PokerListings' epic fail at Dream Team Poker

Stout All-In
Pointing and laughing.

The Dream Team Poker event kicked off today at Caesars Palace in Las Vegas and it was a huge success for everyone except Team PokerListings.

Despite organizers advertising a sold-out field, the final turnout fell a few spots short of the 170-team cap. All told 444 players and $220,000 made it to the felt.

Team PokerListings had high hopes. Given that it was comprised of poker diva Matt Stout, was accused on more than one occasion of stacking the team with ringers.

In the end the ringers were unable to deliver, going bust one after another in the first few levels of the day.

Liz Lieu claimed supernatural powers were against her.

"It was the jerseys. They must have been bad luck. All three of us had them and we all got busted!" Liz asserted. Her logic is unassailable.

The bad luck began with Quinn Do, who found himself seated two to the right of Phil Hellmuth. Unfortunately for Do he would have little time to bask in the Poker Brat's ambient glory.

Stout was out next. Cracked aces and a series of lost pots left him short before he shipped the remainder of his stack to Jeff Madsen of Team PokerRoad Radio. The photo above was taken at the time of the all-in.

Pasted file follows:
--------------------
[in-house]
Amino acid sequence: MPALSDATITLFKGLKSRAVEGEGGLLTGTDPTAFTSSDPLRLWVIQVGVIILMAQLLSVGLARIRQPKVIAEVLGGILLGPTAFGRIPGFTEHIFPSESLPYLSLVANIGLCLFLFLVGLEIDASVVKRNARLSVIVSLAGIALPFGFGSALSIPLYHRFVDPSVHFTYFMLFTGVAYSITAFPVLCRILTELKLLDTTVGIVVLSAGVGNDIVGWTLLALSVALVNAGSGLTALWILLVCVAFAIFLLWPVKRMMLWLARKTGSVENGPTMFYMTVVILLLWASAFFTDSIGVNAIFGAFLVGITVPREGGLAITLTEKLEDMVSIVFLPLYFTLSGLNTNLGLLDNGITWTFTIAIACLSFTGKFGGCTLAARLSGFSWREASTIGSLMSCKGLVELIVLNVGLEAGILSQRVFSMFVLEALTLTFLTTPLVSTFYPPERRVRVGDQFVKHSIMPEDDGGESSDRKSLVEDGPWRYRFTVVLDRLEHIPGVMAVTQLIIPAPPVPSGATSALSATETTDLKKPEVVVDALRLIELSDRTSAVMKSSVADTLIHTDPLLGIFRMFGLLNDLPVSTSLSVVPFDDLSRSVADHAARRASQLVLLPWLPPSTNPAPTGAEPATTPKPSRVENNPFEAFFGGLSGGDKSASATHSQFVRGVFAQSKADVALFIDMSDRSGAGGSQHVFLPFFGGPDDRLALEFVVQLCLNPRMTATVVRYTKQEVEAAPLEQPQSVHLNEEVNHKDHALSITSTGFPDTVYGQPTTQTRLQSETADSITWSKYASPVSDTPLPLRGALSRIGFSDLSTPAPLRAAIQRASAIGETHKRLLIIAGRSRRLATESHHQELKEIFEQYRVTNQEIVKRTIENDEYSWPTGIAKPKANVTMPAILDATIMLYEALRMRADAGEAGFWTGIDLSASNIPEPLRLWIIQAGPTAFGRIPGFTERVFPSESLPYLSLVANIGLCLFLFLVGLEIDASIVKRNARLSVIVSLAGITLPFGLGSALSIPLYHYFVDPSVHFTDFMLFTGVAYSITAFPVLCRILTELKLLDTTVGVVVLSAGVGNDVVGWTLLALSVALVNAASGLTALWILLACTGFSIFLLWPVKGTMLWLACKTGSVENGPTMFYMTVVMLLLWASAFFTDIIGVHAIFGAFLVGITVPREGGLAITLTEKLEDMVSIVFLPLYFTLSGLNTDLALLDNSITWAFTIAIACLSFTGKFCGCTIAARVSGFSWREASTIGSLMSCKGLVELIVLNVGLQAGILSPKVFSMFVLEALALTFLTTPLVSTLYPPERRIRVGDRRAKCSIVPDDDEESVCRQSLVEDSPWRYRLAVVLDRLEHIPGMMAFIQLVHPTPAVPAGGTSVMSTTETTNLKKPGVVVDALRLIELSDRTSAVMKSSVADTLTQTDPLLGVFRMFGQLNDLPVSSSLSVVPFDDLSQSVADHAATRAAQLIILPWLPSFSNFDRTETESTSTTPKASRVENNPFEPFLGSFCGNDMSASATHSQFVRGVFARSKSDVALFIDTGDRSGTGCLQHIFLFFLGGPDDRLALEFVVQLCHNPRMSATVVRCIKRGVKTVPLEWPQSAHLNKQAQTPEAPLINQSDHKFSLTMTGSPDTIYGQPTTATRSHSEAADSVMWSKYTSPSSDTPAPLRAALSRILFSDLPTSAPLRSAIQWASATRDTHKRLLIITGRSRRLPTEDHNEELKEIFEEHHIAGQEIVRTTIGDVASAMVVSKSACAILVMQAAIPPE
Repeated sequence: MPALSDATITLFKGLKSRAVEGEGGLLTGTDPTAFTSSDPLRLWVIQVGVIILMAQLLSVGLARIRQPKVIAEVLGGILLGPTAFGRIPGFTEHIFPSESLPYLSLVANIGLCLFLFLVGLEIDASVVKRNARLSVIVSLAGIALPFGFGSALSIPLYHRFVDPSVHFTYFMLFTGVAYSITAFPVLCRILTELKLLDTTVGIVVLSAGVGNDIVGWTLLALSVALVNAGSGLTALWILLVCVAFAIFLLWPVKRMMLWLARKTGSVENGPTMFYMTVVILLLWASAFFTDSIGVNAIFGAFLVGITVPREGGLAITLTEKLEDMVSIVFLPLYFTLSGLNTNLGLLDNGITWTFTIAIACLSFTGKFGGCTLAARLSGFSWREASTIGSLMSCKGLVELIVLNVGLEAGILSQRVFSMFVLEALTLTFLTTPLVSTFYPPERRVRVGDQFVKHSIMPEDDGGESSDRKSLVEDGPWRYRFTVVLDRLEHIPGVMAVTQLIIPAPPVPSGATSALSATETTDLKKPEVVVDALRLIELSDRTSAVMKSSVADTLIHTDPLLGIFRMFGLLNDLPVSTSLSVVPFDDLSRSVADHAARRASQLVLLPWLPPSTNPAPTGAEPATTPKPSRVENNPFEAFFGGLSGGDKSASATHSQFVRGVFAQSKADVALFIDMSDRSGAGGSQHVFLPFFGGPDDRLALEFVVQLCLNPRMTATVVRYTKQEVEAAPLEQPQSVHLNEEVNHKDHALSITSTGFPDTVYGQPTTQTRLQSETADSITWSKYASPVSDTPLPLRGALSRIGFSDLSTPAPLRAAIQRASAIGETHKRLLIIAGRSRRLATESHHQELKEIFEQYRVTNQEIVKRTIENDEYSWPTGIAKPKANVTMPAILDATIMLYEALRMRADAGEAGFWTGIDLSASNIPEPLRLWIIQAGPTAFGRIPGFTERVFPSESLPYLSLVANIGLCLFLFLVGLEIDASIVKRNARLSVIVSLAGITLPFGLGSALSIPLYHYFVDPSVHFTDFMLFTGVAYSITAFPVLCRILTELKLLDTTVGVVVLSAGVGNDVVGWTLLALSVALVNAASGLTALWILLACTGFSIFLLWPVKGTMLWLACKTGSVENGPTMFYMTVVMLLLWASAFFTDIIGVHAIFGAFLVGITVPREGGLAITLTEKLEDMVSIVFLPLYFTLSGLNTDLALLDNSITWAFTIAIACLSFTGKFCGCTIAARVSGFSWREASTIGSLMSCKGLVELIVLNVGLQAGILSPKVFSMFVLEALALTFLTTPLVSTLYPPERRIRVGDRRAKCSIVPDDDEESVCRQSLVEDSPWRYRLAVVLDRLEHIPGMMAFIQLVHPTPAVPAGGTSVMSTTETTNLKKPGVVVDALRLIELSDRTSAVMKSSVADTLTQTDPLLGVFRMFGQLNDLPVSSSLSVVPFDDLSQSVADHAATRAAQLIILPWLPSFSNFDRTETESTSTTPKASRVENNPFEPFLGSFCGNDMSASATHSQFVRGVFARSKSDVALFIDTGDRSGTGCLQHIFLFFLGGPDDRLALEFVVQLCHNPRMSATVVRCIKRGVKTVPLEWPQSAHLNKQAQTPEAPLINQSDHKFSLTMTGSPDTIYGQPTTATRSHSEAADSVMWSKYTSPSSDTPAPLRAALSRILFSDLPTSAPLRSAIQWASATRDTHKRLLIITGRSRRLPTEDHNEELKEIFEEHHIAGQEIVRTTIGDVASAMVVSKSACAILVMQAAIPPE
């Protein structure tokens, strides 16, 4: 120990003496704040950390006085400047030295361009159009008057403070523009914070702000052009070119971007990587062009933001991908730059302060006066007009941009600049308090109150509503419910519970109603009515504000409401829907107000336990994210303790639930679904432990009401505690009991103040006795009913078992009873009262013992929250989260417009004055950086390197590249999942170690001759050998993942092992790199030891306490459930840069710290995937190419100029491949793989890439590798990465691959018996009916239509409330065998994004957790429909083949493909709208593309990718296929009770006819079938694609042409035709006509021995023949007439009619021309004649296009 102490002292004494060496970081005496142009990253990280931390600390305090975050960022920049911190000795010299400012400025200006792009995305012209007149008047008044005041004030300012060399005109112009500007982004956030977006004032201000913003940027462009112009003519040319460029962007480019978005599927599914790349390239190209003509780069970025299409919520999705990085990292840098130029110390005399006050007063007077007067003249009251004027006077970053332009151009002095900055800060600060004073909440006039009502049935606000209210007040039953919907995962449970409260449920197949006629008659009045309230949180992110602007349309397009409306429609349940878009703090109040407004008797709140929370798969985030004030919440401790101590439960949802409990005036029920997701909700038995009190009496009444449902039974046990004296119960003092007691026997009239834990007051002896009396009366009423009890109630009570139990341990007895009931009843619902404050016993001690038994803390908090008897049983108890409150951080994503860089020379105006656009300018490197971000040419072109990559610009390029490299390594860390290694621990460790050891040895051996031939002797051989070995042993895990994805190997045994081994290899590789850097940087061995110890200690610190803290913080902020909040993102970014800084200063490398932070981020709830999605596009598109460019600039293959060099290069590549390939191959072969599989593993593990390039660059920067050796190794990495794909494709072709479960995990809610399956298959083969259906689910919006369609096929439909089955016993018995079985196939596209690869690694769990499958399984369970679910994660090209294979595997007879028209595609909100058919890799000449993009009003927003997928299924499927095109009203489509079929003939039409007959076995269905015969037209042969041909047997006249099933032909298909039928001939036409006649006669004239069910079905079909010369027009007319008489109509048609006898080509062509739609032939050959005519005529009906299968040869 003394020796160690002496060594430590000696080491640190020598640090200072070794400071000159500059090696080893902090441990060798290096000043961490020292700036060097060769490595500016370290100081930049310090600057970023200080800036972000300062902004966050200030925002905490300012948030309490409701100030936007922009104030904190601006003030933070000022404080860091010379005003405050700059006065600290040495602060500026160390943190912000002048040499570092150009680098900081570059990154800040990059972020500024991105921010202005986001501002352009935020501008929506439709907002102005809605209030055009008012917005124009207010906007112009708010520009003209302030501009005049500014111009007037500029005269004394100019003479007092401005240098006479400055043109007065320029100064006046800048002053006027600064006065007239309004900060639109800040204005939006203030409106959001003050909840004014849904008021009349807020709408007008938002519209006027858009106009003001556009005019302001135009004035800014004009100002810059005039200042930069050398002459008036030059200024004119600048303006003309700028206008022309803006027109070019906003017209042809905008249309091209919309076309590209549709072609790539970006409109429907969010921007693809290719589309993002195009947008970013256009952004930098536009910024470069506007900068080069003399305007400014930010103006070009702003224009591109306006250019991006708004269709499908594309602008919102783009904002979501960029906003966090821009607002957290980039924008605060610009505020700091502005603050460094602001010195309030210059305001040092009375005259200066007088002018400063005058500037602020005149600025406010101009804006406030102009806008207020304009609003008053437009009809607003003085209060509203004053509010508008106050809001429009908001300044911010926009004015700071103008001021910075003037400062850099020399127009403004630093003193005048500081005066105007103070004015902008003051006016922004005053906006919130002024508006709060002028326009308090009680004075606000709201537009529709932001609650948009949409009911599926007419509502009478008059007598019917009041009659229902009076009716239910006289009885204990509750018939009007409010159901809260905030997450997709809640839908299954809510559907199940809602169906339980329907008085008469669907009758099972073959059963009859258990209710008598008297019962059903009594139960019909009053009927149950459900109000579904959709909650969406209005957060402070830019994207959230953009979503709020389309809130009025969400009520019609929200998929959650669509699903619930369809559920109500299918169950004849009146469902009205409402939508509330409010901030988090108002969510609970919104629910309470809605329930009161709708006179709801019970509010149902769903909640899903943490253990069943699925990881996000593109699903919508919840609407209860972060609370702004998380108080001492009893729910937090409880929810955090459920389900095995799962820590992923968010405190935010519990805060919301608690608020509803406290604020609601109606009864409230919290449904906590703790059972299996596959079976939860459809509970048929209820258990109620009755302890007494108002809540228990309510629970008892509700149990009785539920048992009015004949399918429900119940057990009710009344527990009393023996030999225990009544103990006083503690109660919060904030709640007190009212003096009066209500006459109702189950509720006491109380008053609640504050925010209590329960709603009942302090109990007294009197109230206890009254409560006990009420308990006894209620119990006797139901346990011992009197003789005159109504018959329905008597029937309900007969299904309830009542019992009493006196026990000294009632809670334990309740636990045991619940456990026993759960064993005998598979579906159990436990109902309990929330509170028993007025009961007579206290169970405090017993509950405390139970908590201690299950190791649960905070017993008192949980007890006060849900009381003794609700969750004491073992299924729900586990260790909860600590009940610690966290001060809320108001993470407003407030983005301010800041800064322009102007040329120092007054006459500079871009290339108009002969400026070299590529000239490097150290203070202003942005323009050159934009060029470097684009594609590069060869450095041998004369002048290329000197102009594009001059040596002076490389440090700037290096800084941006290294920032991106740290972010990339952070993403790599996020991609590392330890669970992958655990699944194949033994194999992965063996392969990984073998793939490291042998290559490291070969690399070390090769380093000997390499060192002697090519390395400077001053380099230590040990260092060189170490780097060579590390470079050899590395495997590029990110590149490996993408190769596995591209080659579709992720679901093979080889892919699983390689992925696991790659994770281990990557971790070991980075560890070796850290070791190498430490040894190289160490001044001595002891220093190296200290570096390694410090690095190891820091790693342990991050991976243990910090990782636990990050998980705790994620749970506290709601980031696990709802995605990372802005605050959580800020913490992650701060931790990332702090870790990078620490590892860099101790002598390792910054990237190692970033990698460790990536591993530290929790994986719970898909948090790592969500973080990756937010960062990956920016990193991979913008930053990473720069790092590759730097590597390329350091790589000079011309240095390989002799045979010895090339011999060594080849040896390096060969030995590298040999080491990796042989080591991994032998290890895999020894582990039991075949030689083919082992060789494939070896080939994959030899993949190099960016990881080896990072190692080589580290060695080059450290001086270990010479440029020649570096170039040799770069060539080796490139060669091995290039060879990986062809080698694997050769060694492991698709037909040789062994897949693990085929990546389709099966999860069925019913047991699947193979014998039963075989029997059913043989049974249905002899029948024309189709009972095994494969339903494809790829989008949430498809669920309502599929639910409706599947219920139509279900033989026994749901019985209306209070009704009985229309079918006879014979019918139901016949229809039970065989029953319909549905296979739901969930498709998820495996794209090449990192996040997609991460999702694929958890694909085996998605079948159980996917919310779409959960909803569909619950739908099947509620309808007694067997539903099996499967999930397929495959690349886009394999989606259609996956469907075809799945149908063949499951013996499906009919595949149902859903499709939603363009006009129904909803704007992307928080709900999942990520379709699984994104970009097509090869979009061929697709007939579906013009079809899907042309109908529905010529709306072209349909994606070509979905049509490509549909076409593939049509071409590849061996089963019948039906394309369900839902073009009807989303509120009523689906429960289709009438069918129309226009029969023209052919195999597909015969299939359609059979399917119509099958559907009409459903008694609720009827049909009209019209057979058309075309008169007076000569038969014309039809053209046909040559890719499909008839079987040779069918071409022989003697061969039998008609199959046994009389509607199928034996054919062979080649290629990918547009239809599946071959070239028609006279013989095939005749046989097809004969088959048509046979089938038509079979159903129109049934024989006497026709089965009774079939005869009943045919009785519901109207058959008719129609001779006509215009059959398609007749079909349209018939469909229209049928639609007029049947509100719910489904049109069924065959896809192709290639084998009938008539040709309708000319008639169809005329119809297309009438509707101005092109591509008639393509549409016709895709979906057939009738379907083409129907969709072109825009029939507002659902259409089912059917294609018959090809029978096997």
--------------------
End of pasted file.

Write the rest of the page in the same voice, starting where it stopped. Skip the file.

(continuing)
The arm you see is Joe Sebok's, Madsen's PokerRoad teammate, who was pointing and laughing at the all-in Stout.

Liz Lieu saw her starting stack halved before getting it in good with pocket kings against pocket eights. Her opponent flopped quads.

Despite the disappointing results Team PokerListings enjoyed playing the team format, a sentiment shared by everyone in the Caesars tournament room today.

Jamie Gold was one of five former World Champions to play today, and he had nothing but good things to say about the event.

Dimitry Mazur and Jamie Gold
Camaraderie was the word of the day.

"It's very rare you have this much fun and this kind of camaraderie in tournaments. It makes me think of when I was a kid playing Little League baseball," Gold commented.

Players responded extremely positively to the team format and we saw today how it adds another layer to the tournament style we're so familiar with.

Gold elaborated, "It's so cool that you can bust out right away and still have a chance to win. It keeps you involved and it gives you something to root for. I'm having a blast."

At a time when disposable income is at a premium the team format is a great way to moderate the risk associated with tournament poker.

Gold agrees, saying, "In this economy [the team format] is very timely. This is the time to share some of the risk. Not everyone can afford to keep playing in big-buy-in tournaments on their own."

At time of posting there are just over 30 players left in this event. When play ceases for the night just 27 will remain. Tomorrow we will play down to a winner. will be on the scene beaming live updates and news straight to your computer. Hit up the live tournament section to see how it all shakes out!


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